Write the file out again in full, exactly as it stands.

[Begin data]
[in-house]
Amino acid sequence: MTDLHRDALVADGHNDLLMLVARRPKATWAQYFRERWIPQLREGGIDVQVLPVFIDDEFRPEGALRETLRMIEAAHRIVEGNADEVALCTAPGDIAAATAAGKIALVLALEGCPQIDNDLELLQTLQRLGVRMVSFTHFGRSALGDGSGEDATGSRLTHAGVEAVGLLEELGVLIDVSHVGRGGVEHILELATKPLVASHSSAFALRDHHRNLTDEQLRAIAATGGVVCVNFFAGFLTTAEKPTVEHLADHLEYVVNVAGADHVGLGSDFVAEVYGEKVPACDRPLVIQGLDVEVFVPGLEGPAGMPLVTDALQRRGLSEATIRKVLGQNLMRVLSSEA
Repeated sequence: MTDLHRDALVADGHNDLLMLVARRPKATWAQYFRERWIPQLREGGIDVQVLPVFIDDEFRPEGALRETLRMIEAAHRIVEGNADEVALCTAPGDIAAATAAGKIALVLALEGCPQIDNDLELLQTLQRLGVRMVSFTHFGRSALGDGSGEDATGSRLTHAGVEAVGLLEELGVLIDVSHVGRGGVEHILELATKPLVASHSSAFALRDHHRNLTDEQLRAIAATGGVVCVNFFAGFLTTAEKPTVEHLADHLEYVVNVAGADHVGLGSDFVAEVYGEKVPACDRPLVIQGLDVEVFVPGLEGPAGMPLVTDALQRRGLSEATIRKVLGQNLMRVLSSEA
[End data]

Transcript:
[in-house]
Amino acid sequence: MTDLHRDALVADGHNDLLMLVARRPKATWAQYFRERWIPQLREGGIDVQVLPVFIDDEFRPEGALRETLRMIEAAHRIVEGNADEVALCTAPGDIAAATAAGKIALVLALEGCPQIDNDLELLQTLQRLGVRMVSFTHFGRSALGDGSGEDATGSRLTHAGVEAVGLLEELGVLIDVSHVGRGGVEHILELATKPLVASHSSAFALRDHHRNLTDEQLRAIAATGGVVCVNFFAGFLTTAEKPTVEHLADHLEYVVNVAGADHVGLGSDFVAEVYGEKVPACDRPLVIQGLDVEVFVPGLEGPAGMPLVTDALQRRGLSEATIRKVLGQNLMRVLSSEA
Repeated sequence: MTDLHRDALVADGHNDLLMLVARRPKATWAQYFRERWIPQLREGGIDVQVLPVFIDDEFRPEGALRETLRMIEAAHRIVEGNADEVALCTAPGDIAAATAAGKIALVLALEGCPQIDNDLELLQTLQRLGVRMVSFTHFGRSALGDGSGEDATGSRLTHAGVEAVGLLEELGVLIDVSHVGRGGVEHILELATKPLVASHSSAFALRDHHRNLTDEQLRAIAATGGVVCVNFFAGFLTTAEKPTVEHLADHLEYVVNVAGADHVGLGSDFVAEVYGEKVPACDRPLVIQGLDVEVFVPGLEGPAGMPLVTDALQRRGLSEATIRKVLGQNLMRVLSSEA